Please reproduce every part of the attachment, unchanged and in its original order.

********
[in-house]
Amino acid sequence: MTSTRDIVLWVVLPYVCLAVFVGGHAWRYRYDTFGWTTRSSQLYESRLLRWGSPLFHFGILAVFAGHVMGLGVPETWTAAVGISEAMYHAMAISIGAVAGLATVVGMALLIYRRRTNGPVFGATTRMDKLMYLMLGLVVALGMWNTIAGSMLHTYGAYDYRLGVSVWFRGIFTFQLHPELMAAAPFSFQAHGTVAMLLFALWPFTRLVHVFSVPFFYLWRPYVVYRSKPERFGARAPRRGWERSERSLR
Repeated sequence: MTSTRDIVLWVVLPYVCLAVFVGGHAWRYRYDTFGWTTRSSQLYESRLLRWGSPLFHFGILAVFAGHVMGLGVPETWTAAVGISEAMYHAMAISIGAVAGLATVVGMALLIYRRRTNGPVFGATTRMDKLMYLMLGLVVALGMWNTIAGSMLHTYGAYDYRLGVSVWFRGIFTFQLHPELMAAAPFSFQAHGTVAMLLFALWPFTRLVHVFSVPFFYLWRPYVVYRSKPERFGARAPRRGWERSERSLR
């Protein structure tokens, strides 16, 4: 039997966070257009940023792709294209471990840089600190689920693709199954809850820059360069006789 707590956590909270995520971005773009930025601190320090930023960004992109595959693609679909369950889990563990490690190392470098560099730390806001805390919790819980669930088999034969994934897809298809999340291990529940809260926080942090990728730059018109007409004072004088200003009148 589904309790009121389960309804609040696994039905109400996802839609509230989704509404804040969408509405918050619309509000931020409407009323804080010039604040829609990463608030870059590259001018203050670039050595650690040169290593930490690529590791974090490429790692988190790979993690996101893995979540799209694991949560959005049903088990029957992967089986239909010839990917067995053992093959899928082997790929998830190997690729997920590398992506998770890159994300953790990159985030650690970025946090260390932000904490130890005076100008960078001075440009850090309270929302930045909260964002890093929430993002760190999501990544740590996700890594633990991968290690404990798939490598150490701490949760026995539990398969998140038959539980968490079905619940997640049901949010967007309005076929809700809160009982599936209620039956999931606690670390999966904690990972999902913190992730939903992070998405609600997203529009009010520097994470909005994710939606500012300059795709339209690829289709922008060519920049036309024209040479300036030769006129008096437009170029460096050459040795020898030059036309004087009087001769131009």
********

[in-house]
Amino acid sequence: MTSTRDIVLWVVLPYVCLAVFVGGHAWRYRYDTFGWTTRSSQLYESRLLRWGSPLFHFGILAVFAGHVMGLGVPETWTAAVGISEAMYHAMAISIGAVAGLATVVGMALLIYRRRTNGPVFGATTRMDKLMYLMLGLVVALGMWNTIAGSMLHTYGAYDYRLGVSVWFRGIFTFQLHPELMAAAPFSFQAHGTVAMLLFALWPFTRLVHVFSVPFFYLWRPYVVYRSKPERFGARAPRRGWERSERSLR
Repeated sequence: MTSTRDIVLWVVLPYVCLAVFVGGHAWRYRYDTFGWTTRSSQLYESRLLRWGSPLFHFGILAVFAGHVMGLGVPETWTAAVGISEAMYHAMAISIGAVAGLATVVGMALLIYRRRTNGPVFGATTRMDKLMYLMLGLVVALGMWNTIAGSMLHTYGAYDYRLGVSVWFRGIFTFQLHPELMAAAPFSFQAHGTVAMLLFALWPFTRLVHVFSVPFFYLWRPYVVYRSKPERFGARAPRRGWERSERSLR
């Protein structure tokens, strides 16, 4: 039997966070257009940023792709294209471990840089600190689920693709199954809850820059360069006789 707590956590909270995520971005773009930025601190320090930023960004992109595959693609679909369950889990563990490690190392470098560099730390806001805390919790819980669930088999034969994934897809298809999340291990529940809260926080942090990728730059018109007409004072004088200003009148 589904309790009121389960309804609040696994039905109400996802839609509230989704509404804040969408509405918050619309509000931020409407009323804080010039604040829609990463608030870059590259001018203050670039050595650690040169290593930490690529590791974090490429790692988190790979993690996101893995979540799209694991949560959005049903088990029957992967089986239909010839990917067995053992093959899928082997790929998830190997690729997920590398992506998770890159994300953790990159985030650690970025946090260390932000904490130890005076100008960078001075440009850090309270929302930045909260964002890093929430993002760190999501990544740590996700890594633990991968290690404990798939490598150490701490949760026995539990398969998140038959539980968490079905619940997640049901949010967007309005076929809700809160009982599936209620039956999931606690670390999966904690990972999902913190992730939903992070998405609600997203529009009010520097994470909005994710939606500012300059795709339209690829289709922008060519920049036309024209040479300036030769006129008096437009170029460096050459040795020898030059036309004087009087001769131009």